Duchess of ATHOLL:
May I remind my hon. and gallant Friend of what I said on the Second Reading? I said that the civil servants were not allowed to express their opinions, and that I had been informed that they were particularly shy of talking to Members of Parliament who went out there. The document confirms exactly what I said on Second Reading.
Not only did I meet those dwelling on Olympian heights in India, but members of all Services, old and young, sonic in high positions and some who had just gone out there, some who were about to retire, others who had retired. I can quite understand that if Members of Parliament of the distinction of my hon. and gallant Friend the Member for Wycombe (Sir A. Knox), or, indeed, the noble lady herself, went out to India, some of these civil servants might be slightly frightened about expressing their true views to such important people, but I cannot flatter myself that they would consider my influence, either here or anywhere else, of such weight and importance that they would not speak their minds frankly 'and openly to me. I think it is a reflection on the intelligence of members of the Civil Service in India to suggest such a deplorable lack of courage in private conversation with people they have known all their lives, that they are frightened of expressing their own views on a question of this kind. I ask why those who took the same opportunity as I did to go to India did not hear on all sides these views which we are told exist among civil servants in India to-day, these grave anxieties and this consideration not only about the future of India but about their own interests as well. We did not hear them because they did not exist.
I will not deny that it is quite possible to find to-day members of the Civil Service in India who are anxious about the future of India. Who is not anxious about the future of India? I perfectly appreciate that they have every right to, and indeed should, represent their views to the Secretary of State and anyone else. It is only in justice to themselves, and, indeed, it is really commonsense that they should examine with the greatest possible care what the conditions are going to be, and that they should express their anxiety through the proper channels. Of course, these officials have expressed their anxiety, but, on the whole, I found that they had complete confidence in the Secretary of State to look after the interests of the Service, and to safeguard their conditions in the future; and, as regards general policy, it is almost universally known that the Government's proposals were the best possible solution for a highly complex problem.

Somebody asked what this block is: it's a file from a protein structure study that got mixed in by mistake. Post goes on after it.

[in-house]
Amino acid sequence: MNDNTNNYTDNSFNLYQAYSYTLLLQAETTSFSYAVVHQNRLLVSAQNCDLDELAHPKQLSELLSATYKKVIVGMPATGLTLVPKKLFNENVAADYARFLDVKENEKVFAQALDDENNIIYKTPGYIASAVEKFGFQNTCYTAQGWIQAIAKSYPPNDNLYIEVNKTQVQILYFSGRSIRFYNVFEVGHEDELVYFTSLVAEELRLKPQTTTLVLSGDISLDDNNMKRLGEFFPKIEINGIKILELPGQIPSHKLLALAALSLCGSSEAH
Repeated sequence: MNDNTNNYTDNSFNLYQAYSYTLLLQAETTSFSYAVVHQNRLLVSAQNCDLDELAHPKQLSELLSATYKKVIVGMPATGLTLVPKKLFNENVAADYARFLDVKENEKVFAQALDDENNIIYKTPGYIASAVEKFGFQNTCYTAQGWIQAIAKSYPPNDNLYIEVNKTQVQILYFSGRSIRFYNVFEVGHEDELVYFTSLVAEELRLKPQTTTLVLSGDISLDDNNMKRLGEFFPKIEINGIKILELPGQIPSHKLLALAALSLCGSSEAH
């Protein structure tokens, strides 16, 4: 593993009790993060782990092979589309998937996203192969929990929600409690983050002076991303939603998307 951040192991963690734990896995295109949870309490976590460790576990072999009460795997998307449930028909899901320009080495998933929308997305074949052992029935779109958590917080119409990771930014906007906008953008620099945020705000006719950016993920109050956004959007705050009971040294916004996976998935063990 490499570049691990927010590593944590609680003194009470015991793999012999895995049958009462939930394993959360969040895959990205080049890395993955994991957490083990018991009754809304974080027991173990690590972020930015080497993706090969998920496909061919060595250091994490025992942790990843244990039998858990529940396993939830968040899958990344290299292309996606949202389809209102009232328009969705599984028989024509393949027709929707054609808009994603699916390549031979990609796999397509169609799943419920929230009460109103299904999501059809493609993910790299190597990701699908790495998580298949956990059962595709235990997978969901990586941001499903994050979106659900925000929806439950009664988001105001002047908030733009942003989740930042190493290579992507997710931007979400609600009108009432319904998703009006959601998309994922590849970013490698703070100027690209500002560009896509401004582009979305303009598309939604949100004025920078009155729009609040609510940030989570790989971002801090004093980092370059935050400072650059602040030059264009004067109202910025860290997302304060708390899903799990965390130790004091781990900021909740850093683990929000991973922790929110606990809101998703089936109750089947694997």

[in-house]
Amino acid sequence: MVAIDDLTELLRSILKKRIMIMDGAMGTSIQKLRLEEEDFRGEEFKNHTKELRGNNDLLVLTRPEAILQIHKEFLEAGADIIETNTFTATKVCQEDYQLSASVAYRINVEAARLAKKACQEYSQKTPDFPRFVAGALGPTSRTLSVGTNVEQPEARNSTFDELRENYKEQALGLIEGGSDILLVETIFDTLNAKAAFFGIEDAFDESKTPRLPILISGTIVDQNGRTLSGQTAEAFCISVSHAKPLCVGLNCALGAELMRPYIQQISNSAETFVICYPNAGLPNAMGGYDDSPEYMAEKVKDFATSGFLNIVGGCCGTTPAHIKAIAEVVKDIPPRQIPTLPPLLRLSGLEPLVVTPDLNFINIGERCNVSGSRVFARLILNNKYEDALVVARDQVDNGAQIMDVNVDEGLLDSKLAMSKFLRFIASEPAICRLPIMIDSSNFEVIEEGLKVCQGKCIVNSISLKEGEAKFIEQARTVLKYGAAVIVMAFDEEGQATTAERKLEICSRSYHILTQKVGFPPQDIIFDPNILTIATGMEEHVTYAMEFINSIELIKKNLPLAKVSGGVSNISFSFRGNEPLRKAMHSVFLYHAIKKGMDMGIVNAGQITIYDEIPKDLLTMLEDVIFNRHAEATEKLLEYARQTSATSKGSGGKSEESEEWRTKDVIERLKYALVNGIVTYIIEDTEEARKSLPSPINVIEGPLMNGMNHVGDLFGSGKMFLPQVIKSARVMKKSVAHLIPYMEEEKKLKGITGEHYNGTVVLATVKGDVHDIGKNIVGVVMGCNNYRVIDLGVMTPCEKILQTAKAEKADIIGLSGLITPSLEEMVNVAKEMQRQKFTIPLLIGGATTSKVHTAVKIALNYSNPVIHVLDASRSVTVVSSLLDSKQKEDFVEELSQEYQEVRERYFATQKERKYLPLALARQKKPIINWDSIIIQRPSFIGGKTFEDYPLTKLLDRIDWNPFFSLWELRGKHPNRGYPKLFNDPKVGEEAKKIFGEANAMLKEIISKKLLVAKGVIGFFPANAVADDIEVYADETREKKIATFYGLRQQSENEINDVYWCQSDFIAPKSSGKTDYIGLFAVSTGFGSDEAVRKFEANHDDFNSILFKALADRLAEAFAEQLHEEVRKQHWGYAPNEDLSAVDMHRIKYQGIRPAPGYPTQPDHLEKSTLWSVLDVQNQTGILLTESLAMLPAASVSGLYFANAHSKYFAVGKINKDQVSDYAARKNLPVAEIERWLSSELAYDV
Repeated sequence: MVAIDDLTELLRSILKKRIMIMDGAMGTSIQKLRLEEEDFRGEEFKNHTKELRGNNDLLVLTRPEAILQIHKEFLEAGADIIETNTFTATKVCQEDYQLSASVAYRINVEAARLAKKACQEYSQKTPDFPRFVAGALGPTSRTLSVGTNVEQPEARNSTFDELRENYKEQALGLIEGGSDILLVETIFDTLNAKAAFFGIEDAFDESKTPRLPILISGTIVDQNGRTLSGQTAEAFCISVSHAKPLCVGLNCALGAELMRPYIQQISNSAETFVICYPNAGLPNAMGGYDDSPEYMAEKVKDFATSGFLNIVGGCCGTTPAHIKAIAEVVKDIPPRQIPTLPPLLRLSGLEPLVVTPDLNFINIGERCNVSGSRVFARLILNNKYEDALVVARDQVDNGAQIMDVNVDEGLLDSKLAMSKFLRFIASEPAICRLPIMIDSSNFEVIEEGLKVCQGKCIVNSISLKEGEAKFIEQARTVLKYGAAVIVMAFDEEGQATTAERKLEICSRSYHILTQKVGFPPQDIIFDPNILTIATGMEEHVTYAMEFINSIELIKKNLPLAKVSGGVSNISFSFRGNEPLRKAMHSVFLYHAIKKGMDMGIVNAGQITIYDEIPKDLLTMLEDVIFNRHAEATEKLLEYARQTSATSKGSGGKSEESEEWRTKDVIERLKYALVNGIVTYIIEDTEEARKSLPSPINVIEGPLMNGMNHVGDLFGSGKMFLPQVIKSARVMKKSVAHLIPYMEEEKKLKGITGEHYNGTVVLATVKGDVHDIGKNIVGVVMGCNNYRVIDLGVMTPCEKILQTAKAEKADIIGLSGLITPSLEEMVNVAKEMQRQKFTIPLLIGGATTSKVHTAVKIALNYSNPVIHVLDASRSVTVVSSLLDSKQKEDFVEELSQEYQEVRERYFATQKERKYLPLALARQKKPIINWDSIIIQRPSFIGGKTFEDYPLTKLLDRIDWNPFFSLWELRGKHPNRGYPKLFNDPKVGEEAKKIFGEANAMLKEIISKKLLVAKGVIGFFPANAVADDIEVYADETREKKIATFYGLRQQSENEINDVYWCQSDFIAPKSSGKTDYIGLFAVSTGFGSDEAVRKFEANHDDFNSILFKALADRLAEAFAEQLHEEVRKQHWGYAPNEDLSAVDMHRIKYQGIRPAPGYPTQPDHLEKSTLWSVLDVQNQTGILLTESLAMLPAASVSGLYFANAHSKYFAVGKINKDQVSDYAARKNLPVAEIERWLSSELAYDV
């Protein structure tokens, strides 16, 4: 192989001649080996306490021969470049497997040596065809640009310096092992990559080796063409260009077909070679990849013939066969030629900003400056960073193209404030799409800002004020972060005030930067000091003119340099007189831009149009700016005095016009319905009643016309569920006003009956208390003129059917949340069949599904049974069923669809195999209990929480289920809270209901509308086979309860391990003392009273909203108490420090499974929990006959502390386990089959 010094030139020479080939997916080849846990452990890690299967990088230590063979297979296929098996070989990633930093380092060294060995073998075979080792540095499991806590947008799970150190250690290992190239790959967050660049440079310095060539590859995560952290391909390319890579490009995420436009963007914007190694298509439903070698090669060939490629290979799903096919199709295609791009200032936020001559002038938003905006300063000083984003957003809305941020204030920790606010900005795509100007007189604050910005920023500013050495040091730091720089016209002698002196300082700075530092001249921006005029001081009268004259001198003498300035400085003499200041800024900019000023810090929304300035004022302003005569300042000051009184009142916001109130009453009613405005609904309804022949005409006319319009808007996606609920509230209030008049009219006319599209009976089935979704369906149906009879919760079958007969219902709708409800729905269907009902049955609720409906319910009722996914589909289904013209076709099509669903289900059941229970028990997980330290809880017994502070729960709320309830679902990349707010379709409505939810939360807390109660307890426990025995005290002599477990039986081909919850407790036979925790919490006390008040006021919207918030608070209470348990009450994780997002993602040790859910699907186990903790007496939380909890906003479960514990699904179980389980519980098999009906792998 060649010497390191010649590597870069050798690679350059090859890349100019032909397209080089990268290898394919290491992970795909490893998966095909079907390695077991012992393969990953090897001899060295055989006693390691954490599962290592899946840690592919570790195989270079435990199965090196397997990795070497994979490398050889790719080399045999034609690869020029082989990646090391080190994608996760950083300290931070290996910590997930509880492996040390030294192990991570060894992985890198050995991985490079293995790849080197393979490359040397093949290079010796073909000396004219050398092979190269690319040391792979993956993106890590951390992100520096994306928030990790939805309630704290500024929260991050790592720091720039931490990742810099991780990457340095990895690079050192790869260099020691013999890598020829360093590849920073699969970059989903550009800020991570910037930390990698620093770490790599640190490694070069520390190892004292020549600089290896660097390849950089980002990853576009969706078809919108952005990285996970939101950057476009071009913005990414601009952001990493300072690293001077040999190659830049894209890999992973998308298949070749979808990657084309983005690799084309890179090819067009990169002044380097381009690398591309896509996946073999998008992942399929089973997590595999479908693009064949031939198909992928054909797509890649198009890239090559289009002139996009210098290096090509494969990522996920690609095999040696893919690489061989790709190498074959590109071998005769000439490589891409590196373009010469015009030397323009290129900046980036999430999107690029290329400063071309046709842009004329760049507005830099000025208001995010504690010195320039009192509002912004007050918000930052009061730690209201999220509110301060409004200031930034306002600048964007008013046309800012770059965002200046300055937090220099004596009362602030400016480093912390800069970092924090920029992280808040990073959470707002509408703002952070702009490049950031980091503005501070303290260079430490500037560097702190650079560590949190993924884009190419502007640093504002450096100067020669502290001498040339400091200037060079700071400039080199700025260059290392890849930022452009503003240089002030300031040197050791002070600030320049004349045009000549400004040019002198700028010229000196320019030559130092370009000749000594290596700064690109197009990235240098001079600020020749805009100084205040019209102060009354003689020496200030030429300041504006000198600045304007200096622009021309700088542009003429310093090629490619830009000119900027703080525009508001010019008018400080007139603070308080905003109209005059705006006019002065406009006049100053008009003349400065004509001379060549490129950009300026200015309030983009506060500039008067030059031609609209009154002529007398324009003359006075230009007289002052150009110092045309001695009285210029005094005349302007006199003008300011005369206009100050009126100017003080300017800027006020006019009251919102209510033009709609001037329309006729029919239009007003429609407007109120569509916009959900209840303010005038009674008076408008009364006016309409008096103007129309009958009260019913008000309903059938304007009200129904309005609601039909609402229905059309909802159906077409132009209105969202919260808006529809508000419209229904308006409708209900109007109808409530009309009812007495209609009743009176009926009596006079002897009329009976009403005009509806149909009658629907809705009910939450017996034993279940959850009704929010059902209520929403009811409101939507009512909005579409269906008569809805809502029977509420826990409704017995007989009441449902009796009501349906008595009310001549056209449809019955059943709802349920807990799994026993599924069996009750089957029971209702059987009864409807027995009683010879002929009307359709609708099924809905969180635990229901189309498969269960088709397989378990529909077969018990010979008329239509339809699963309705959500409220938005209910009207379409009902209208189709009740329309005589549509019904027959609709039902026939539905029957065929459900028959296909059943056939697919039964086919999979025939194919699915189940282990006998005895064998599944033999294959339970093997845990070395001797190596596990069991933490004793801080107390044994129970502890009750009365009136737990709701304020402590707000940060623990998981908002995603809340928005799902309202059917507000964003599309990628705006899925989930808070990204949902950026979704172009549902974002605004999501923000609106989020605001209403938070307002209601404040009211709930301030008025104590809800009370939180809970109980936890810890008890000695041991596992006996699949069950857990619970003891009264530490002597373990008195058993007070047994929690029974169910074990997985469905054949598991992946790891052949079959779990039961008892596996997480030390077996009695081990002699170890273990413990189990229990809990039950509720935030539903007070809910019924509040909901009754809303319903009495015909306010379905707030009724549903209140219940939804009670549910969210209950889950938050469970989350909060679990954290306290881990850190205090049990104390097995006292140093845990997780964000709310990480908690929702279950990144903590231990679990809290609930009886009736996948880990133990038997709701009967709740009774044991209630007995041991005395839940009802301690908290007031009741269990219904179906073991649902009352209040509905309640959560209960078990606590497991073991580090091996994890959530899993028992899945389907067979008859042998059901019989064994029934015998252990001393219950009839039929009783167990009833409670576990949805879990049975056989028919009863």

I want, first of all, to record my profound disagreement with the opinions expressed by the hon. Member for Caerphilly (Mr. Morgan Jones). I do not think that many Members of this House have anything like the knowledge of India that they have of this country, and, therefore, to draw any parallel between the weight which should be attached to the opinions of the Civil Service in India and the weight which should be attached to the opinions of the Civil Service in England, seems to me ridiculous. I am absolutely at one with the Noble Lady. If I thought for a moment that a majority, or even a respectable proportion of the Civil Service in India was profoundly at variance with the policy of His Majesty's Government, I should be in the same Lobby as the Noble Lady every time. As my hon. and gallant Friend the Member for Chippenham (Captain Cazalet) said, it is becoming the fashion on that side of the House to sneer at hon. Members who have tried to find out the facts on the spot. Again I am entirely at one with the Noble Lady. I think that the facts are the only things that matter, and that it is very regrettable if ever there has been a factious opposition or factious support of the Government. Very humbly, I want to put before the Committee what were the impressions left on my mind after three short months in India. I do ask the House to believe that I went there with an open mind, and with an honest wish to find out the truth.